Maggie Finlayson and Tom Jaszczak

18 Nov — 16 Dec 2016 at the Jane Hartsook Gallery in New York, United States

Maggie Finlayson, Bowl with Line, 2016. Courtesy of Jane Hartsook Gallery
Maggie Finlayson, Bowl with Line, 2016. Courtesy of Jane Hartsook Gallery
13 DEC 2016

The Jane Hartsook Gallery is pleased to present ceramic work by Maggie Finlayson and Tom Jaszczak. Finlayson and Jaszczak each skillfully generate an approach to creating functional ceramic ware that envelops an attention to form and consideration for modern craft. Delicate accents, gestural marks and minimal geometry can all be found in the details of their work. In Finlayson’s work, natural colors are muted, and quiet subtleties are highlighted in her earthenware basins, troughs and baskets. Influenced by her long love of textiles, she incorporates patterns and the repetition of line into surface treatments for each piece. For Jaszczak’s mugs, trays and jars, “form communicates a pots gesture; it speaks of utility.” He combines the motions of function with the aesthetics of line and abundance of shape.

Finlayson studied in Canada at Kootenay School of the Arts in Nelson, British Columbia and Alberta College of Art + Design in Calgary, Alberta. She received her MFA in Ceramics from the University of Minnesota in 2013. Finlayson has participated in ceramic residency programs at the New Taipei Ceramics Museum in New Taipei City, Taiwan, the Archie Bray Foundation in Helena, MT, Anderson Ranch Arts Center in Snowmass, CO, and Medalta Potteries in Medicine Hat, Alberta. Jaszczak received a BA in Visual Art and a BS in Biology from Bemidji State University. He has been an assistant for Simon Levin and Tara Wilson, as well as a summer resident and long-term resident at the Archie Bray Foundation. Currently Finlayson and Jaszczak are Resident Artists at Penland School of Crafts in North Carolina.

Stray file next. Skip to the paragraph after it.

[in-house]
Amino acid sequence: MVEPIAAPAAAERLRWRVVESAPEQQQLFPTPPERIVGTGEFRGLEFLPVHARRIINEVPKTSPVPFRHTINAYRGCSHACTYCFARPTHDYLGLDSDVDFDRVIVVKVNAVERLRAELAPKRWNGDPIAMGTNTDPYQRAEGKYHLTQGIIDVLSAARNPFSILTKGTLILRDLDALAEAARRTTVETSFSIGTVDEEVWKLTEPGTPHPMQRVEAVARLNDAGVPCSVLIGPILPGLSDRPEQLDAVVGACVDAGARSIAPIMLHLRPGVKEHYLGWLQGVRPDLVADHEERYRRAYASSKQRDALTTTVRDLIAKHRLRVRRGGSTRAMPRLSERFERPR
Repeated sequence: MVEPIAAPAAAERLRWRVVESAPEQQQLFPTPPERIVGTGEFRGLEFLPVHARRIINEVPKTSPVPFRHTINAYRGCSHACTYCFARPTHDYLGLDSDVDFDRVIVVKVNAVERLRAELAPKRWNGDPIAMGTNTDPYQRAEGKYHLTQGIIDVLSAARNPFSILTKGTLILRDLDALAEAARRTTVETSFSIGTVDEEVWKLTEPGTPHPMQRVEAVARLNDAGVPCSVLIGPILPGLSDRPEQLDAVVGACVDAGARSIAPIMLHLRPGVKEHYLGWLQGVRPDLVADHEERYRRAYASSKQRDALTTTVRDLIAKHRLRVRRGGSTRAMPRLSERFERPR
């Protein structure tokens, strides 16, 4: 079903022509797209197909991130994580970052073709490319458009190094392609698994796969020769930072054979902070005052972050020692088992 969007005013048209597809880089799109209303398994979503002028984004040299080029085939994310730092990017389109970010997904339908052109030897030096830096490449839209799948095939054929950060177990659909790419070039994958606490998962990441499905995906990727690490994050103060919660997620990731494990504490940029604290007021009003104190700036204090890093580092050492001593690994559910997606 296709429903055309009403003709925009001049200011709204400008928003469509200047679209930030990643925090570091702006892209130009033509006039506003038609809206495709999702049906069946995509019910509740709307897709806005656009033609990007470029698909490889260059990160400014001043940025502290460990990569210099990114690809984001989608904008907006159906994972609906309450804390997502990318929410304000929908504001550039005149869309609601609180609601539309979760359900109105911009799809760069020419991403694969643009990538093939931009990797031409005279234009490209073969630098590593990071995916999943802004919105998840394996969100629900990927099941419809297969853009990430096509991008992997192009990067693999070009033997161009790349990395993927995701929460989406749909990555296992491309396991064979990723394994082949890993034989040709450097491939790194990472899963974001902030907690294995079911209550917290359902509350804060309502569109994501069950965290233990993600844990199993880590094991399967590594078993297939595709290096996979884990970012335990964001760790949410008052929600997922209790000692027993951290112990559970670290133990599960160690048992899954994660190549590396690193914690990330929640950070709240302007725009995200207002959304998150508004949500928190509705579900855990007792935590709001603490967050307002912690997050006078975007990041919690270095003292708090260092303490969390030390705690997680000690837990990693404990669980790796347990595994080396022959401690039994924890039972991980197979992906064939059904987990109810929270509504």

Greenwich House Pottery is a school that supports artists and their projects with a commitment to teaching and promoting ceramics. Starting with clay modeling classes in the earliest days of Greenwich House as part of its Handicraft School, the Pottery flourished with the help of the community and philanthropic support from patrons like Gertrude Vanderbilt Whitney. GHP remains a stalwart of innovation and art.

GHP is dedicated to expanding public awareness of the diversity and complexity of ceramics and fostering the development of artists through internships, residencies, exhibitions and classes. Extending our educational mission of making, exhibiting, and learning from contemporary ceramics, GHP operates “Ceramics Now,” an exhibition series in the Jane Hartsook Gallery committed to supporting emerging, underrepresented and established ceramists.

GHP raises awareness of the importance of creative engagement with art. Like so many nonprofit arts organizations, GHP plays a vital role in community building and providing access to the arts. Centers like GHP have become rare but are regaining popularity as society rediscovers the amazement in creating art by engaging physically with materials. GHP offers a chance to learn from clay in a direct way, particularly the pottery community of the West Village, and to foster connections between artists, material and the larger ceramics community.